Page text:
Posts Tagged ‘physics seminars’

Up until Oct. 7, 2013, my modest blog averaged about 18 hits per day.  Then this happened:


A post of mine, the 9 kinds of physics seminar, had gone viral.  I was shocked, to the say the least.

I spent some time investigating what happened.  The original post went out on a Thursday, Oct. 3.  Nothing much happened, other than a few likes from the usual suspects (thank you, John Zande!)  I did share the post with Facebook friends, which include not a few physicists.  (Note: I don’t normally share my blog posts to Facebook.)  Then on Monday, Oct. 7, the roof caved in.

It started in India.  Monday morning, I had over 800 hits from India.  My initial thought was that I was bugged somehow.  But soon, hits started pouring in from around the world, especially the USA.

And then it kept going.

On Tuesday, Oct. 8, the Physics Today Facebook page shared the post, where (as of today) 451 more people have shared it, and 188,000 people have liked it.  (Interesting question: my blog has only had 130,000 views.  Are there really that many people who like Facebook posts without even clicking on the link?)

The viral spike peaked on Wed., Oct. 9.  I had discovered by then that my post had been re-blogged and re-tweeted numerous times, by other physicists around the world.  If you Google “The 9 kinds of physics seminar” you can see some of the tweets for yourself.

Why did the post go viral?  Who knows.  I’m not a sociologist.  I think it was a good post, but that’s not the whole story.  More importantly, the post was funny, and it resonated with a certain segment of the population.  If I knew how to make another post go viral, I’d do so, and soon be a millionaire.

What’s fascinating to me, though, as a math nerd, is to examine how the virality played out mathematically.  Here’s how it looked for October:

Chart 1

I don’t know anything, really, about viral cyberspace, but this graph totally matches my intuition.  Note that for the last few days, the hits have been around 400/day, still much greater than the pre-viral era.

After the spike, is the decay exponential?  I’m not a statistician (maybe Nate Silver could help me out?) but I do know how to use Excel.  Hence:

Chart 2

The decay constant is 0.495, corresponding to a half-life of 1.4 days.  So after the peak, the number of hits/day was reduced by 1/2 every 1.4 days.

This trend didn’t continue, however.  Let’s extend the graph to include most of October:

Chart 3

Over this longer time span, the decay constant of 0.281 corresponds to a half-life of 2.5 days.  The half-life is increasing with time.  You can see this by noticing that the first week’s data points fall below the exponential fit line.  It’s as if you have a radioactive material with a half-life that increases; the radioactive decay rate goes down with time, but the rate at which the number of decays decreases is slowing down.  (Calculus teachers: cue discussion about first vs. second derivatives.)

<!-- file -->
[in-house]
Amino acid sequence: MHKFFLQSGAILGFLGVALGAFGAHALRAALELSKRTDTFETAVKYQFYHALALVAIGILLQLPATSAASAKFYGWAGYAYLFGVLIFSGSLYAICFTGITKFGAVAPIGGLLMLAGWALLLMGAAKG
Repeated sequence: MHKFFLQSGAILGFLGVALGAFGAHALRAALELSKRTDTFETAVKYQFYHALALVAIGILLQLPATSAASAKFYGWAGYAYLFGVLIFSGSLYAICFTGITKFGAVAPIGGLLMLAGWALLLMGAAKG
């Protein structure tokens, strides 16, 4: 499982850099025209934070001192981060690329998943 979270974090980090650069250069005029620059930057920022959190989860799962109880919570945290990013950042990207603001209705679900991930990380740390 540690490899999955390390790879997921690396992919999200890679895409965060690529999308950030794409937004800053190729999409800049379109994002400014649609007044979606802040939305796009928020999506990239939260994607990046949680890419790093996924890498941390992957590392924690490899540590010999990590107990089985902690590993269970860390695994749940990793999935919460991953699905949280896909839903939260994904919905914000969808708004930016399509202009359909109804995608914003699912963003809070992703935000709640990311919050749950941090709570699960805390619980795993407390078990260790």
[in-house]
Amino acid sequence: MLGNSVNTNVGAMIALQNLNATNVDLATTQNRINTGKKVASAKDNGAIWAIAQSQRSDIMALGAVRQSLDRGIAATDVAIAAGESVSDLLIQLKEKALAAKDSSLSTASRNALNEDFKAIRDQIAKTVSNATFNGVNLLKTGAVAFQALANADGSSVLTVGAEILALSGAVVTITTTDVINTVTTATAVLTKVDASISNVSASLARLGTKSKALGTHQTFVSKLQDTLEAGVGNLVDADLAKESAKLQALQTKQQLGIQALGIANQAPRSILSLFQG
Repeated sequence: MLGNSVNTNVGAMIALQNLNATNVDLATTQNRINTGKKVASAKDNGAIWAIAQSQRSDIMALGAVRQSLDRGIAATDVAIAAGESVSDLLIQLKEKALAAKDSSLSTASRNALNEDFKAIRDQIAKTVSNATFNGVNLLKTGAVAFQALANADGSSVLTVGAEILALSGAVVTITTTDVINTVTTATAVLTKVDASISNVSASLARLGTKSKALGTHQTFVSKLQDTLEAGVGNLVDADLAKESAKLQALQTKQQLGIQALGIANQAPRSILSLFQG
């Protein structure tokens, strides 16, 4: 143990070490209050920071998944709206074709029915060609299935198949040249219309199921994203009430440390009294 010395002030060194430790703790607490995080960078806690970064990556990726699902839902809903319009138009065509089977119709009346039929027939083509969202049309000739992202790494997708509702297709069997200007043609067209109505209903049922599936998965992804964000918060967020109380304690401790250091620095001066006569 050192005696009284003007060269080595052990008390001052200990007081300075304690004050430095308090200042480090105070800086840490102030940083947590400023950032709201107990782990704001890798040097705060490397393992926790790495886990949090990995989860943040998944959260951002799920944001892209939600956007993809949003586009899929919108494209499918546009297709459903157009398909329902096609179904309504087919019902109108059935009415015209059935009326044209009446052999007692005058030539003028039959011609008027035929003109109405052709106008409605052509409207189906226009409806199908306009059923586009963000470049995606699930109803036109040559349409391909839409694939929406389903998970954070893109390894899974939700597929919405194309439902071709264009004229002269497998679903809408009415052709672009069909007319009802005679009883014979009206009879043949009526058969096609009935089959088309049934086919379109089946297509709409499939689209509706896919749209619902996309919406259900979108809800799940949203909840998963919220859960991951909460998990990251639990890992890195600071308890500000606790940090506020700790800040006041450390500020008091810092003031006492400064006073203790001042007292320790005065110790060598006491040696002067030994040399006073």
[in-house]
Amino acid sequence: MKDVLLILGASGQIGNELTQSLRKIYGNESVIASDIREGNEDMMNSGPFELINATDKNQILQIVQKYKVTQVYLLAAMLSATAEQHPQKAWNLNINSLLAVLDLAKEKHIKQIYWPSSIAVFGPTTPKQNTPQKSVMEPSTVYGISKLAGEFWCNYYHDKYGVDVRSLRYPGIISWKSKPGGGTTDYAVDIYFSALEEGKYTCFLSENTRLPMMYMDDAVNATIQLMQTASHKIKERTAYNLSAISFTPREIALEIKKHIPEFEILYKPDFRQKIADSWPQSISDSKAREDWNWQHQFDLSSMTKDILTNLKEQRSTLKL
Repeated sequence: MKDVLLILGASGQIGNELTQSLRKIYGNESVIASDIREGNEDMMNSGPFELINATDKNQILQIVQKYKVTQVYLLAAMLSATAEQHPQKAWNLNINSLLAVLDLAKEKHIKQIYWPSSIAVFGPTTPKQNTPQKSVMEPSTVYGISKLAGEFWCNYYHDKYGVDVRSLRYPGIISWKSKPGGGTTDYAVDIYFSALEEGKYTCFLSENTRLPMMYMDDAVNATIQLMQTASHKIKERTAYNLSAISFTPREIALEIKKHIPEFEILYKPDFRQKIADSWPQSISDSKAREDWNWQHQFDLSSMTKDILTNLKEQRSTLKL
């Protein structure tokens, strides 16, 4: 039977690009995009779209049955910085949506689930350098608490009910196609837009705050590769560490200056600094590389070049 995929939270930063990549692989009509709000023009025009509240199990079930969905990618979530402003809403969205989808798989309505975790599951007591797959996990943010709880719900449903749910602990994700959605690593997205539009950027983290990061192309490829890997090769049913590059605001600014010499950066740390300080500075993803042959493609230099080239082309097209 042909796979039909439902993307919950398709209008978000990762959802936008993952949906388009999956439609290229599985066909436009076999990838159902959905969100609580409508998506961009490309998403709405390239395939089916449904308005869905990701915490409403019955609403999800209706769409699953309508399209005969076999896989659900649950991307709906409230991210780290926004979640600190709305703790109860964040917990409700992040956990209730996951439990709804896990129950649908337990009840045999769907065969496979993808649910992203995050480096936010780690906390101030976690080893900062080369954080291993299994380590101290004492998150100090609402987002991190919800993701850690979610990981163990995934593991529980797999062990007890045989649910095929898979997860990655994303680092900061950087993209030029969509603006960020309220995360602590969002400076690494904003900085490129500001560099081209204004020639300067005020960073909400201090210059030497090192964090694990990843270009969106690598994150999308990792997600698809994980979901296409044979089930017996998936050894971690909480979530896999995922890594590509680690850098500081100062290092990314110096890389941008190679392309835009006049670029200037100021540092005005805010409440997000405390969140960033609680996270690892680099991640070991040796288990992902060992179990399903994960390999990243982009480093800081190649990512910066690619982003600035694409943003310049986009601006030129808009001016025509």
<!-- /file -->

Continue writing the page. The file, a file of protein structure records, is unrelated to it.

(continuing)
Maybe this graph will help:

Chart 4

The long-term decay rate seems to be 0.1937, corresponding to a half-life of 3.6 days.  At this rate, you would expect the blog hits to approach pre-viral levels by mid-November.  I doubt that will happen, since the whole experience generated quite a few new blog followers; but in any case, the graph should level off quite soon.  What the new plateau level will be, I don’t know.

Where’s Nate Silver when you need him?


If you enjoyed this post, you may also enjoy my book Why Is There Anything? which is available for the Kindle on Amazon.com.


I am also currently collaborating on a multi-volume novel of speculative hard science fiction and futuristic deep-space horror called Sargasso Nova.  Publication of the first installment will be January 2015; further details will be released on Facebook, Twitter, or via email: SargassoNova (at) gmail.com.

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As a public service, I hereby present my findings on physics seminars in convenient graph form.  In each case, you will see the Understanding of an Audience Member (assumed to be a run-of-the-mill PhD physicist) graphed as a function of Time Elapsed during the seminar.  All talks are normalized to be of length 1 hour, although this might not be the case in reality.


The “Typical” starts innocently enough: there are a few slides introducing the topic, and the speaker will talk clearly and generally about a field of physics you’re not really familiar with.  Somewhere around the 15 minute mark, though, the wheels will come off the bus.  Without you realizing it, the speaker will have crossed an invisible threshold and you will lose the thread entirely.  Your understanding by the end of the talk will rarely ever recover past 10%.